From the desk of Fr Stephen Oct 25, 2020

From the desk of Fr Stephen

When I was in high school, I entered a swimming race.  It was a 50-yard race and so not too far.  I was leading the race and was just five yards or so from the finish when I swallowed some water.  The water filled my lungs, and in a panic, I stopped swimming to catch my breath. Of course, when I did this, everyone else in the race passed me up, and I ended up losing.  It is amazing how human beings are made to breathe the fresh air above the water and not below it.  We do not have gills like a fish, so we need fresh air in our lungs and not water for us to survive.

I use this example today because, in our Spiritual Lives, the fresh air for us to breathe is the Lord Jesus Christ.  We can only survive as Spiritual Beings with the breath of Christ pulsing through our veins.  The world, and all it holds, is like water in our lungs.  We are not a fish taking in water.  The only thing that can satisfy us is the Breath of Christ.

Today the gospel reminds us to breathe God in our daily lives.  Jesus is asked, “Which commandment is the greatest?”  The Jews had 613 laws that were to be strictly followed. Which of these was the greatest? Jesus simplifies it for us by saying there are only two commandments that need to be followed: love of God and neighbor.  If we breathe in the breath of Christ every day, we can breathe life into another with love.  Through our love of God and neighbor, we can pass on this breath of Christ to one another; this is what we are called to do as Christians.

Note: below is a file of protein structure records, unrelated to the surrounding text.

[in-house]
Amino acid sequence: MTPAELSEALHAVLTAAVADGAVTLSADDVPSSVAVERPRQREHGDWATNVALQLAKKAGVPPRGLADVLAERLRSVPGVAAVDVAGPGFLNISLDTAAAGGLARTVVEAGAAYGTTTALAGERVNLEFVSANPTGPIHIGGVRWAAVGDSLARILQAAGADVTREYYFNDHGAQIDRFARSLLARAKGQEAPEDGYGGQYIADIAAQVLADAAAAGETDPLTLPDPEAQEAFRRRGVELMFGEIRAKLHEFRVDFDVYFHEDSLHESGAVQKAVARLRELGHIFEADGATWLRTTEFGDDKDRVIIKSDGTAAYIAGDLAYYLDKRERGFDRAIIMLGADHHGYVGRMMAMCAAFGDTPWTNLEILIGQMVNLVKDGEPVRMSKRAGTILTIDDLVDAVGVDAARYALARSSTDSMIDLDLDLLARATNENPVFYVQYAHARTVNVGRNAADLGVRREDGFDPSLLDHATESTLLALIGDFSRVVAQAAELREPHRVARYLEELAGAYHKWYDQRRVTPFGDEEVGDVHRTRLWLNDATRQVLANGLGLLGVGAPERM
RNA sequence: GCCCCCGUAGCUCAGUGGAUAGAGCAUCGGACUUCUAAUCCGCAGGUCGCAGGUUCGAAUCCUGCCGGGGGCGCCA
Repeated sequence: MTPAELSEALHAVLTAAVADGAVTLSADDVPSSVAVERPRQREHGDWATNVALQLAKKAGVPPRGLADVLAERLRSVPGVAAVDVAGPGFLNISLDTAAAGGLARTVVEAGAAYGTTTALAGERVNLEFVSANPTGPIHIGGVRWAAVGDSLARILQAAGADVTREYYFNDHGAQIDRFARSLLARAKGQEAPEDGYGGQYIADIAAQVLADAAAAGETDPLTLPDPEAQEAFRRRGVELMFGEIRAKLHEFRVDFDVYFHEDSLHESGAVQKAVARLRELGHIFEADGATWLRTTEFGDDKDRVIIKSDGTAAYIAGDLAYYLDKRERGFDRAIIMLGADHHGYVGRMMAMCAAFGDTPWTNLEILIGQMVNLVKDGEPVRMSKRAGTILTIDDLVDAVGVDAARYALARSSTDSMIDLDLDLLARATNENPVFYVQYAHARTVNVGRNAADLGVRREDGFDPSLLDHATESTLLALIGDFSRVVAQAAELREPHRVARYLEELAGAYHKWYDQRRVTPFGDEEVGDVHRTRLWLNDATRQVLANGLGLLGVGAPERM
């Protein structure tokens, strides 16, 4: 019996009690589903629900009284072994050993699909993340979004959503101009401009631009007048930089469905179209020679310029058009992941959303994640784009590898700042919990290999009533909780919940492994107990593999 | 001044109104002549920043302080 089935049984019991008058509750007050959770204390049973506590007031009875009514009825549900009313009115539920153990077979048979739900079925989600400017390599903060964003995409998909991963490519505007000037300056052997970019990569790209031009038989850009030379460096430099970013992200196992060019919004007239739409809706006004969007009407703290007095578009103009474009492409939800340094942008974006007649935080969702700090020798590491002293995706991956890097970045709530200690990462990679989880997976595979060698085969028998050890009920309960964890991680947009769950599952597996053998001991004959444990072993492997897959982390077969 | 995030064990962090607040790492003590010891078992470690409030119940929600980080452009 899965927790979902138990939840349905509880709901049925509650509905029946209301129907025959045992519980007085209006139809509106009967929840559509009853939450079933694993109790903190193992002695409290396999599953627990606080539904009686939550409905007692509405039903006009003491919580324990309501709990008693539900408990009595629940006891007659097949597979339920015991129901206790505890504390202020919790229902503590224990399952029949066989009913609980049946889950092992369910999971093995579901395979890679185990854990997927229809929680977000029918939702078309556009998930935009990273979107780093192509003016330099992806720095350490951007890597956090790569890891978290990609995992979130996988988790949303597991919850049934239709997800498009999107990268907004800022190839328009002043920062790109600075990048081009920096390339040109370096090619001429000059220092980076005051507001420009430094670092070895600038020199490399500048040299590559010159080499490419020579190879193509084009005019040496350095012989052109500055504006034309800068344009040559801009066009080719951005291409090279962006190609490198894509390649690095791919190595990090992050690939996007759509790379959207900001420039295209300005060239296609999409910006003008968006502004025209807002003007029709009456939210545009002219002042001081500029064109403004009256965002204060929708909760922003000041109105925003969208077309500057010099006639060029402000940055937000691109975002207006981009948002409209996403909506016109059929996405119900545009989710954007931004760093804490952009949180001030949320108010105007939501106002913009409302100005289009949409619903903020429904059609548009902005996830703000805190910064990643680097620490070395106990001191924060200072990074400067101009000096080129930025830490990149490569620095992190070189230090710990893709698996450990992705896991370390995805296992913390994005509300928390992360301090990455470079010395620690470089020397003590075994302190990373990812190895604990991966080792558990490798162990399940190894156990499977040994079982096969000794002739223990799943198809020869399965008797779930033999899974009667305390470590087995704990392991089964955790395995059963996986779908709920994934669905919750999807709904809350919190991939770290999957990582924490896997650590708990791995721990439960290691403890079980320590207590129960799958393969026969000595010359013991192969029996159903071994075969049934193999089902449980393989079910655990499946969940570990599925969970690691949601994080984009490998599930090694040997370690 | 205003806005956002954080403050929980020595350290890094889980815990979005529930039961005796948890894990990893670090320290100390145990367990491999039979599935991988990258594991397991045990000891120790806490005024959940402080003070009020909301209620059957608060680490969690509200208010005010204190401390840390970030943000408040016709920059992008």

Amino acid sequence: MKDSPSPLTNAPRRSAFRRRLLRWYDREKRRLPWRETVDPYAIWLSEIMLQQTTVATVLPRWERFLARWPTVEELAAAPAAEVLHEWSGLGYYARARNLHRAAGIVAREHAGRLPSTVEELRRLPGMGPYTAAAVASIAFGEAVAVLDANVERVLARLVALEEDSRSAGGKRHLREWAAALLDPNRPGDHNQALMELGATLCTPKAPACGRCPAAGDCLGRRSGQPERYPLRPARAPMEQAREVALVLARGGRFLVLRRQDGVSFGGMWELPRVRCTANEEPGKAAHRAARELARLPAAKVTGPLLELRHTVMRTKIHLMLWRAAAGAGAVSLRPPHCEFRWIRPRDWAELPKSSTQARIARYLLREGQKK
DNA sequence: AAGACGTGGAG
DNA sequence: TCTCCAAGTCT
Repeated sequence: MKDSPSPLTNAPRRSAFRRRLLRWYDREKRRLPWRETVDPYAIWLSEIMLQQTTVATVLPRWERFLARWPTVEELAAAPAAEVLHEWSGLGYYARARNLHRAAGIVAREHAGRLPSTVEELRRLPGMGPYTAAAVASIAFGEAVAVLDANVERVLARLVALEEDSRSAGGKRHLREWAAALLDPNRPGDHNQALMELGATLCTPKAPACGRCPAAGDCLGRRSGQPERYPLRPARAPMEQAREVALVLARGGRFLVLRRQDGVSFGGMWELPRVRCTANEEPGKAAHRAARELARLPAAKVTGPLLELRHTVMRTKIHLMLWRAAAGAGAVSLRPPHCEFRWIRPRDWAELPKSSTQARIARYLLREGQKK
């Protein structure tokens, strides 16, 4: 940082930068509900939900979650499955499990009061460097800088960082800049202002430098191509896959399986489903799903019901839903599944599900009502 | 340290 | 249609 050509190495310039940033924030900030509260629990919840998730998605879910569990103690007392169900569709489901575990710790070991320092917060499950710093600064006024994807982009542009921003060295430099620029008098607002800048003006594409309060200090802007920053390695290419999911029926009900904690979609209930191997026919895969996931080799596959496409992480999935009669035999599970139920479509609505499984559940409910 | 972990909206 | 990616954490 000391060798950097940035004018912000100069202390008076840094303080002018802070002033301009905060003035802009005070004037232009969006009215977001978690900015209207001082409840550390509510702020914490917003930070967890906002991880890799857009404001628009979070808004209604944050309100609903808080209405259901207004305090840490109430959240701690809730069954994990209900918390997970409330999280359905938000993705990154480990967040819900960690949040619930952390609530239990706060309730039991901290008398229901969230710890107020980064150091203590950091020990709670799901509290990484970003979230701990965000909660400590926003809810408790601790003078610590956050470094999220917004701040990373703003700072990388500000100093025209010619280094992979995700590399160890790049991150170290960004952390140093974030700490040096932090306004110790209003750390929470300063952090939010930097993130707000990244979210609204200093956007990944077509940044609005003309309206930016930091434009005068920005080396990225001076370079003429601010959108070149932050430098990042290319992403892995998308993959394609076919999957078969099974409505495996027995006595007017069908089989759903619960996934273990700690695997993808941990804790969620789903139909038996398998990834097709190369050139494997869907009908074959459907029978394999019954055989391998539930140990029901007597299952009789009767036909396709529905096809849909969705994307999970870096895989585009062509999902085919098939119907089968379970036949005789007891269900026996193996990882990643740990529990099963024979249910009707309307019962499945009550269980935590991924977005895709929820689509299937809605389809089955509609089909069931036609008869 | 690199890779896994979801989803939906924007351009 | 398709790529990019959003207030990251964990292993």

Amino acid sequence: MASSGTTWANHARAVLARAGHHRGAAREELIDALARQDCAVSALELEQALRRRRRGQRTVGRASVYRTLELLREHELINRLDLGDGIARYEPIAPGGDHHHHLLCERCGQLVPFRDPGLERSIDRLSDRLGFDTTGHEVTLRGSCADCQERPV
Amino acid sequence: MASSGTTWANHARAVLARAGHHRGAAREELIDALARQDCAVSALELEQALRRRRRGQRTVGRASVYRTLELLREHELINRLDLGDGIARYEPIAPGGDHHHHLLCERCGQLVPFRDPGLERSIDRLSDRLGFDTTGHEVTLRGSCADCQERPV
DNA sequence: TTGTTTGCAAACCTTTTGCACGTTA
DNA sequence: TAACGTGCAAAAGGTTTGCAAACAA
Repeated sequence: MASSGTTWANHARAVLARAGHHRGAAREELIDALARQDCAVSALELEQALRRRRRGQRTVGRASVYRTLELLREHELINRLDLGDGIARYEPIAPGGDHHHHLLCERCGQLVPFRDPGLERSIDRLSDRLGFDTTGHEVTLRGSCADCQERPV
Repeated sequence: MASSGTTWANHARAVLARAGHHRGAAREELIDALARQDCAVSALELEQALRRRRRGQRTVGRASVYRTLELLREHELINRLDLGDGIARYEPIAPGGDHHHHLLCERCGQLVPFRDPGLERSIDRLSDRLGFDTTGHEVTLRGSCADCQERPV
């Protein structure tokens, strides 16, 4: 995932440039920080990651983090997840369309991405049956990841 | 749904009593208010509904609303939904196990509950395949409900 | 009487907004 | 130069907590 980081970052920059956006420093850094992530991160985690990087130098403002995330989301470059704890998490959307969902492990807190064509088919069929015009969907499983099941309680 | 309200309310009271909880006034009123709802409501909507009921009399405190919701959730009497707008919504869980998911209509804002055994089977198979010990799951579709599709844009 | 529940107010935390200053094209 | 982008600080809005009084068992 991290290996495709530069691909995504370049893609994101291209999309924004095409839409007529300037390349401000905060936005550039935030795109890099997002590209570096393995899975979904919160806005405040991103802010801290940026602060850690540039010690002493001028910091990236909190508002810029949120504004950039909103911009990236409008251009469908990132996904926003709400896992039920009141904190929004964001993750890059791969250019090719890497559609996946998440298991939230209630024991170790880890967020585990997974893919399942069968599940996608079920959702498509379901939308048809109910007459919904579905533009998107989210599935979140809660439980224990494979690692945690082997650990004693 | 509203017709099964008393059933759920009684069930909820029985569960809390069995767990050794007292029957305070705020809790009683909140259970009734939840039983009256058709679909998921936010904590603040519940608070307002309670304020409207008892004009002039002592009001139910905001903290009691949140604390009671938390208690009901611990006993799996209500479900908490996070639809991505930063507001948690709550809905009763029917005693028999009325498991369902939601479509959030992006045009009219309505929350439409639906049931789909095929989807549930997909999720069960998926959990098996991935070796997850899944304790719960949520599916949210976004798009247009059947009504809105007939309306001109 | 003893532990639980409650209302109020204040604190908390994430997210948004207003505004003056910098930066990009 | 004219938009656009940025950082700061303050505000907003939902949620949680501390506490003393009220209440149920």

This Sunday, we want to celebrate the elders in our parish; this is an important part of our African heritage tradition.  Elders have always been held up with great praise because they have passed on the Breath of Christ to us; this should really be celebrated today.  Recently I was asked to give a short talk on Mother Mary Elizabeth Lange.  Her cause for canonization is now under review.  I knew nothing about her, and so I had to do some research.  It turns out she was from the Caribbean and came to America as a young woman.  As a young woman, she began educating other young refugees seeking a better life.  She founded the Oblate Sisters of Providence, and for the rest of her life, she passed on the Catholic faith to people of African descent.  She helped in founding the first school designed to educate young black children, and this work continues today.  We want to remember her and all our elders today who have passed on their faith.

This coming Wednesday, we invite you to be part of a virtual prayer service for healing in our country affected by the pandemic, but also for the end of racism.  This prayer service is Wednesday at 7 p.m. on Zoom.  I hope you can join us.